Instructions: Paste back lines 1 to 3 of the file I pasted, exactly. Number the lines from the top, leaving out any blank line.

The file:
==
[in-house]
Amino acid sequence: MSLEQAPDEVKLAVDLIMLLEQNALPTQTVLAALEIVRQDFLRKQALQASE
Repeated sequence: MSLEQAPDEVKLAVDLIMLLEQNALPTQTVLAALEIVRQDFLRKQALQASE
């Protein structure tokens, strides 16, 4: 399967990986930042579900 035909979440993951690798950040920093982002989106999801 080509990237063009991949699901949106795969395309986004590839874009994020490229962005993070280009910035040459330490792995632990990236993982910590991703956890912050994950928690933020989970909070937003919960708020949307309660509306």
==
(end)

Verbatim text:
[in-house]
Amino acid sequence: MSLEQAPDEVKLAVDLIMLLEQNALPTQTVLAALEIVRQDFLRKQALQASE
Repeated sequence: MSLEQAPDEVKLAVDLIMLLEQNALPTQTVLAALEIVRQDFLRKQALQASE